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Exploring the Ancient Past

Business Women in Pompeii

By Natasha Sheldon

 

In theory, Roman women could not act independently. Archaeological evidence from Pompeii shows that in practice they often ran or managed businesses.

 

Traditionally, a Roman woman’s place was in the home. Unable to vote, or act without the authority of a male guardian, women were ideally viewed as domestic creatures, caring for the home and family.

 

In reality, it was possible for women to break out of the domestic sphere. Many women were employed in trades but evidence from Pompeii shows that it was also possible for women-including freedwomen and women with guardian- to take a leading role in business.  Women were managers and money lenders, rented out property and ran their own companies.

 

Traditional Status of Roman Women.

 

According to Roman law, a woman could not act independently 'on account of the lightness of the mind,’ as the second century jurist, Gaius, put it. Instead, guardians acted for them. These were usually their father, husband or an appointed individual. This meant that a woman could undertake any transactions, such as the sale of property, without their guardian’s consent.

 

The Roman’s idealised the female role as a wife and mother, spinning, weaving and caring for the children. In practice, they often took these domestic skills to an employer. Women often worked as weavers or as employees in other industries-at least while they were unmarried.

 

But as time progressed, legal restraints against women relaxed. The Emperor Claudius freed women with four children from the requirement of a legal guardian, allowing them true independence.

 

But even if a woman had not earned her independence in this way, evidence from Pompeii shows that many other women found ways to become actively involved in business.

 

Umbricia Fortunata: A Female Roman Manager.

 

Even if they did not own their own business, female employees could be trusted to run them for their employer. Umbricius Scarus was the major producer of fish sauce in Pompeii. He ran a number of workshops across the city which were managed by his freedmen. Their names and roles are identified in inscriptions found on urcei, the vessels that contained the sauce. One of those workshops was managed by a freedwoman, Umbricia Fortunata.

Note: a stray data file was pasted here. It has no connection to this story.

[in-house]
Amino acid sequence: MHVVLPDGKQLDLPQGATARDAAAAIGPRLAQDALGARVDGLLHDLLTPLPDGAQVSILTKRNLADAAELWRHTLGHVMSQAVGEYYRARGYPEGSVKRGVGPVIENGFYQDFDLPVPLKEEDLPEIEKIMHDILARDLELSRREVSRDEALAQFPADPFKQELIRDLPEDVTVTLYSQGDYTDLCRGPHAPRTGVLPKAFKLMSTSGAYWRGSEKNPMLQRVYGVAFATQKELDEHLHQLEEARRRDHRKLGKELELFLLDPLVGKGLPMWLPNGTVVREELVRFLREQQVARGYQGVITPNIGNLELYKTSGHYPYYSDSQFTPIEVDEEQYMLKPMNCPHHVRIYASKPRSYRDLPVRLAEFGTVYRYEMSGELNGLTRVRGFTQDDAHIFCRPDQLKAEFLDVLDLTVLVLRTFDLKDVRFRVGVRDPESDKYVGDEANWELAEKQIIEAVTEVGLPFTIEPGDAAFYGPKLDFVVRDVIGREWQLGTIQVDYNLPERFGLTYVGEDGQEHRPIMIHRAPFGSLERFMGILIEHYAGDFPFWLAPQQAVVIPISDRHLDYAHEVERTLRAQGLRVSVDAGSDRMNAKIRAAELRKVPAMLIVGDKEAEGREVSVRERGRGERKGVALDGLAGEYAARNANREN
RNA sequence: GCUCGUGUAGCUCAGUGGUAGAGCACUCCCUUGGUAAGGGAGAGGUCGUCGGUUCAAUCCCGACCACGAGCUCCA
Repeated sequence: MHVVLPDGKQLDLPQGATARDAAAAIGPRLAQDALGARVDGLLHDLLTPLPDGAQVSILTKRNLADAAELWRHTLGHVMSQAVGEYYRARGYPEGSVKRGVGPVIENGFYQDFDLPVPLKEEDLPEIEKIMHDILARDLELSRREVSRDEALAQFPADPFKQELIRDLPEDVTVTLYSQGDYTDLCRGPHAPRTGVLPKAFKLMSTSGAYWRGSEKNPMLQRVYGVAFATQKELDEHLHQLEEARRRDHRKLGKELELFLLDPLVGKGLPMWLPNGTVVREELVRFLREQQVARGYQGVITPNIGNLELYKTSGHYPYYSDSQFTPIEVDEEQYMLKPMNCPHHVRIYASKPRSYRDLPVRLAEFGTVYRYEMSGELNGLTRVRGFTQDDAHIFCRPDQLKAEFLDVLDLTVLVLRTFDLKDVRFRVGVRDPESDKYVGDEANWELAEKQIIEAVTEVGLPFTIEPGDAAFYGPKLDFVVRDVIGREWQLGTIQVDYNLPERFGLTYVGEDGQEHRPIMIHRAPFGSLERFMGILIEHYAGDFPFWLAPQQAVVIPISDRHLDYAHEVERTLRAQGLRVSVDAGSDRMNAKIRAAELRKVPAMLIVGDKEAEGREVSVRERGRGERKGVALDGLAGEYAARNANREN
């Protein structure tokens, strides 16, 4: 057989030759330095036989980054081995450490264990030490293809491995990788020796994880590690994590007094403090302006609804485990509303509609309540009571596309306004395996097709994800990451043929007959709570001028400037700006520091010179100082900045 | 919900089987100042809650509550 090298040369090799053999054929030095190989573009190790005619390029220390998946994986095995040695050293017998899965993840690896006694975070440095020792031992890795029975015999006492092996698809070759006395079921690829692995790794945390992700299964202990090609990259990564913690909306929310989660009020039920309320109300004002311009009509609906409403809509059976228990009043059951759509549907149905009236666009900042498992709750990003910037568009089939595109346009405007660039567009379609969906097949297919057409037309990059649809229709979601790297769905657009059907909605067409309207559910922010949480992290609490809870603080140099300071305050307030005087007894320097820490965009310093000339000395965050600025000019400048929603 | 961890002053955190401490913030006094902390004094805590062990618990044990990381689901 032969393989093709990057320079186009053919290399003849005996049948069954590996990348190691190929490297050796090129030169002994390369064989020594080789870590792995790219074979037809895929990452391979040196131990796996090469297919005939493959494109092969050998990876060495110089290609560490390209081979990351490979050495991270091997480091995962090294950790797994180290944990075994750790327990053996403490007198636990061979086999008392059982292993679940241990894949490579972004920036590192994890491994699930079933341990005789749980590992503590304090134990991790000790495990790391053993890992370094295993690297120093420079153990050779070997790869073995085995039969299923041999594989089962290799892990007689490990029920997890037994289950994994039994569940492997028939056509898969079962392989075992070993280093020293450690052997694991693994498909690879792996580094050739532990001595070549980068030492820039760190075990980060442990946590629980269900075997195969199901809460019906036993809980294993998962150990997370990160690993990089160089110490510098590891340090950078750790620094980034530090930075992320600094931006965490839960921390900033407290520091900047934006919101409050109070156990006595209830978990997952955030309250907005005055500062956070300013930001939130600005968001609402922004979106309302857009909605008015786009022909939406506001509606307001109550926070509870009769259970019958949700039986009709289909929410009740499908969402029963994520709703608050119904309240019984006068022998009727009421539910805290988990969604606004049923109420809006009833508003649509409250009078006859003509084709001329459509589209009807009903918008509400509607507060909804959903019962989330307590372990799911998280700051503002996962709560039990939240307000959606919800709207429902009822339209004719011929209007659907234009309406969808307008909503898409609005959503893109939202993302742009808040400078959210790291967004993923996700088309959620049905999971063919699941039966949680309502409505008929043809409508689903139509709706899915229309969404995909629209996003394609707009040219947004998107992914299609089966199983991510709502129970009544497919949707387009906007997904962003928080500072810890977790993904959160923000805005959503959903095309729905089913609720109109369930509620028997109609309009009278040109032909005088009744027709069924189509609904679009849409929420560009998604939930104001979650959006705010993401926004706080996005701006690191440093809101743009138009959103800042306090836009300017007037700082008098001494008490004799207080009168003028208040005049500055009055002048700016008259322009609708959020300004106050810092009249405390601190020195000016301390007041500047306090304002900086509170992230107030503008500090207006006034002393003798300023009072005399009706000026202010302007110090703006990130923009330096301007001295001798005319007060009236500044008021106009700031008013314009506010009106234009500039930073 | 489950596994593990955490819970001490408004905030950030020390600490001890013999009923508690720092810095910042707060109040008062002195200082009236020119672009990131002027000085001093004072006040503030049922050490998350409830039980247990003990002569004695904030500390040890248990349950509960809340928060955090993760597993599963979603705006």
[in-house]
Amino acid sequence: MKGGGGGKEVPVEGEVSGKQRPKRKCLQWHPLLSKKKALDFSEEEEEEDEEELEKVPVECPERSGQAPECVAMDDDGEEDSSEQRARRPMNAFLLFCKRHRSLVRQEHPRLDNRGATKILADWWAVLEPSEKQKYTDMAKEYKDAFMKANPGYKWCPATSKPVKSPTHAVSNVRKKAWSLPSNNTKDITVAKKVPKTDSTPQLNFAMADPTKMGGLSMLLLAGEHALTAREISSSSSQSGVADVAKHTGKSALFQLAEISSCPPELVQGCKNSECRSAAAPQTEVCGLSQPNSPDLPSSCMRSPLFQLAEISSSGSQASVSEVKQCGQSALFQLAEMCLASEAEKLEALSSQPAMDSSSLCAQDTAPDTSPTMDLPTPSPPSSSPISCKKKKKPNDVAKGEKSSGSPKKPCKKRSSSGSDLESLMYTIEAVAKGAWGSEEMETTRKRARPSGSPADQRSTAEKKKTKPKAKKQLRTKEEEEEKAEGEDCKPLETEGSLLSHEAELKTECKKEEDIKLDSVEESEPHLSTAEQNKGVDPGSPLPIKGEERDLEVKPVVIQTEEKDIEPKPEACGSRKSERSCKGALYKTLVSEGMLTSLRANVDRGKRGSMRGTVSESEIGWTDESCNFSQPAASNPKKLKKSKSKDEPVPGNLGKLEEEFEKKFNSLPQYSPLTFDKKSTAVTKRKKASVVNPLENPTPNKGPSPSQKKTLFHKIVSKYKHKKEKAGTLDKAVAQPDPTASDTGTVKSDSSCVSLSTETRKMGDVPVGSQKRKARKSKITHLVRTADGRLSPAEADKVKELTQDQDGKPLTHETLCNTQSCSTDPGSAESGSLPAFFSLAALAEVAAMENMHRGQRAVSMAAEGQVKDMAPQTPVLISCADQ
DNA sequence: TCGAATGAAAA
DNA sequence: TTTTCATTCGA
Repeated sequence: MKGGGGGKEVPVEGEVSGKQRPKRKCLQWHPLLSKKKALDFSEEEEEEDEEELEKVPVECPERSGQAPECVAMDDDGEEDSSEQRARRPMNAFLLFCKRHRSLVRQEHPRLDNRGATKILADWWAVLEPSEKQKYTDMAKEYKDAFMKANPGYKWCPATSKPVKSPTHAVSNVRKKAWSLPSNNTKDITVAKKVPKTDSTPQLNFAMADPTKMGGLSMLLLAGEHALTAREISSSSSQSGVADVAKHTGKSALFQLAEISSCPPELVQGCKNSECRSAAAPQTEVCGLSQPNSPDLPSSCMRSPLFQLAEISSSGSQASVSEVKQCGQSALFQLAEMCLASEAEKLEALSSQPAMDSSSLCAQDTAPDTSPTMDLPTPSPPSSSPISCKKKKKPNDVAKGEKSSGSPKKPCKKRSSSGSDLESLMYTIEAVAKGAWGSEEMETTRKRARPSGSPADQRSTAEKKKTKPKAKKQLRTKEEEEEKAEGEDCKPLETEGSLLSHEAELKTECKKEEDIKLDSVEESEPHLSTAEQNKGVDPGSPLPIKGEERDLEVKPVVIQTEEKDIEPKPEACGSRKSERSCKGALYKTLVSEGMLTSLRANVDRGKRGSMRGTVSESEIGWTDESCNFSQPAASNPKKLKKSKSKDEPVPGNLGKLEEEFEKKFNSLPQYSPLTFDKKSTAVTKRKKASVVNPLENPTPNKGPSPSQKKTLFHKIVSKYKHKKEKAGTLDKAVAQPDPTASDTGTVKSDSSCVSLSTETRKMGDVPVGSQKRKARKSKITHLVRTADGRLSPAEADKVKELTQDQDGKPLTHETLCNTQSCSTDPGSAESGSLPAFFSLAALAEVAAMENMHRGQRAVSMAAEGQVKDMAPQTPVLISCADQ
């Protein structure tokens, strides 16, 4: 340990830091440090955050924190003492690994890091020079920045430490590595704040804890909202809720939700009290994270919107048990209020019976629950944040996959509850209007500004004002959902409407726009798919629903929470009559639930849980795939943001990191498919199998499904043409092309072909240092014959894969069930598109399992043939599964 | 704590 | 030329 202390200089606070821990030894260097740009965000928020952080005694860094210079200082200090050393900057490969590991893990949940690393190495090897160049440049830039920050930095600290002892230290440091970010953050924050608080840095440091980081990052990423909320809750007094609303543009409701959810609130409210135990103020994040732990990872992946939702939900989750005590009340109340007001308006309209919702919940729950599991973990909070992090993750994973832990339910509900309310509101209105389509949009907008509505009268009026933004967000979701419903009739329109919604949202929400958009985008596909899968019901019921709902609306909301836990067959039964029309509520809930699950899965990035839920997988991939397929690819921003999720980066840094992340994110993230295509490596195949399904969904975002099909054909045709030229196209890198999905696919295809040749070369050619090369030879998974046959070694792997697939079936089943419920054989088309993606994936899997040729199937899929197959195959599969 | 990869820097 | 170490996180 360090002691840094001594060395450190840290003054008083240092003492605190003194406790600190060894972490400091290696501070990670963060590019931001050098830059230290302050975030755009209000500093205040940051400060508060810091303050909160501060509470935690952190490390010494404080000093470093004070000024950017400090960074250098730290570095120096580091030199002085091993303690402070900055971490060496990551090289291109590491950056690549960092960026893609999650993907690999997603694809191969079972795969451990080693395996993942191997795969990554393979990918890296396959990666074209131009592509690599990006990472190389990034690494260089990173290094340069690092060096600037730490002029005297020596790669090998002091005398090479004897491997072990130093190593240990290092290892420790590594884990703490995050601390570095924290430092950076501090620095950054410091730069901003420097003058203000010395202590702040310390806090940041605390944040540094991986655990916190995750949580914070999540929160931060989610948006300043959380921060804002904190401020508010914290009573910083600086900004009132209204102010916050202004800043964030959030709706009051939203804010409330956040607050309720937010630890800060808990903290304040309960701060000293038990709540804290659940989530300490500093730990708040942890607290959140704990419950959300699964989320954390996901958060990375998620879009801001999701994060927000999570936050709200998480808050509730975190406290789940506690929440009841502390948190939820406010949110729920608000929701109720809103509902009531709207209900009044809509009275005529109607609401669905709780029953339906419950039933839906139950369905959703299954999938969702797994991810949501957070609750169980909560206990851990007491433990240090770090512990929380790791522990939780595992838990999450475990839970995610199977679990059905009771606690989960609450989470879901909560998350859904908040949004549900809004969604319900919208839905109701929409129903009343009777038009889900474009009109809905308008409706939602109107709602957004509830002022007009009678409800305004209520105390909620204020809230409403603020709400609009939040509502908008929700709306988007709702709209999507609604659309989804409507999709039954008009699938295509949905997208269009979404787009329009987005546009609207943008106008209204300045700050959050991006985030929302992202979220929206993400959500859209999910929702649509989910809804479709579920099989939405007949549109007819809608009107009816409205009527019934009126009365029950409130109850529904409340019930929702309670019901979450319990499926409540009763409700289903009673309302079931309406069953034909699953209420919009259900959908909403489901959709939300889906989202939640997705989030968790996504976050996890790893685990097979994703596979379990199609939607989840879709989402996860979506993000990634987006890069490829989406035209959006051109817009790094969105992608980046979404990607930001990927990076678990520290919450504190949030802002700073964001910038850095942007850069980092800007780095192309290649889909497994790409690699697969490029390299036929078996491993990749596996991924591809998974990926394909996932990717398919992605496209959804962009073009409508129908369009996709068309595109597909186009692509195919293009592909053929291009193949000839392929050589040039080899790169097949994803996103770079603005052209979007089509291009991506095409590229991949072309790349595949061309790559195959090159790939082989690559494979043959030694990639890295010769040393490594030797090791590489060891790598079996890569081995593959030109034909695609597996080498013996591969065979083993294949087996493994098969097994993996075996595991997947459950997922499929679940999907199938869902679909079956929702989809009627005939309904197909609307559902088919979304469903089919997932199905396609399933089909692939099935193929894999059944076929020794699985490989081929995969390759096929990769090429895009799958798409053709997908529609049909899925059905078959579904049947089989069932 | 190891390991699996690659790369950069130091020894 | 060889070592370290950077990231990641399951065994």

Women and Money Lending in Pompeii.

 

There are various pieces of evidence showing that women were involved in money lending to other women.

Two wax tablets were found in the furnace area of the Palestra Baths in Pompeii. They relate to a loan between two women: a freedwoman Poppaea Note and Dicidia Margaris. Poppaea Note borrowed the money and transferred two of her slaves to her creditor as security.

 

The tablets are interesting as they show that although Dicidia’s guardian was acting as her agent, this was a matter of form only. The transaction had been arranged directly by the two women.

 

Dicidia Margaris was not alone in acting as a moneylender. Three records survive recording loans from a Faustilla who offered loans professionally. Borrowers left items such as earrings and a hooded cloak as security. Faustilla charged interest of around 3 percent.

 

Julia Felix, the Female Property Magnate.

 

The most famous female associated with business in Pompeii was Julia Felix. Her estate occupied a whole town block near to the amphitheatre. A sign fixed outside the buildings indicated she was offering rental of a substantial number of properties, both domestic and business. These included an elite private bath suite, shops, taverns and apartments on a five year lease.

 

Roman Women in Trade.

 

During the early first century AD, the emperor Claudius began to offer incentives to ship owners in order to increase grain exports. These incentives specifically included women, demonstrating the importance of women in trade.

 

In Pompeii, there is evidence of a particularly successful trader, one Naevoleia Tyche whose tomb survives outside the Herculaneum gate. Tyche was a freedwoman but the style of the tomb which she built for herself and her husband demonstrates her wealth and standing.

 

Portraits of the lady celebrate her achievements, including a relief of a ship in full sail with a lady sitting at the stern. This has been taken for Tyche herself and suggests she was one of the women who took advantage of Claudius’s incentives and made a success of her business.

 

Sources

Cooley, A E and M G L (2004) Pompeii: A Sourcebook. Routledge: London and New York.

Dobbins, J J and Foss P W (2008).The World of Pompeii. Routledge: London and New York

Lefkowitz, M R and Fant, M B. (1995). Women’s Life in Greece and Rome: A Source Book in Translation . Duckworth: London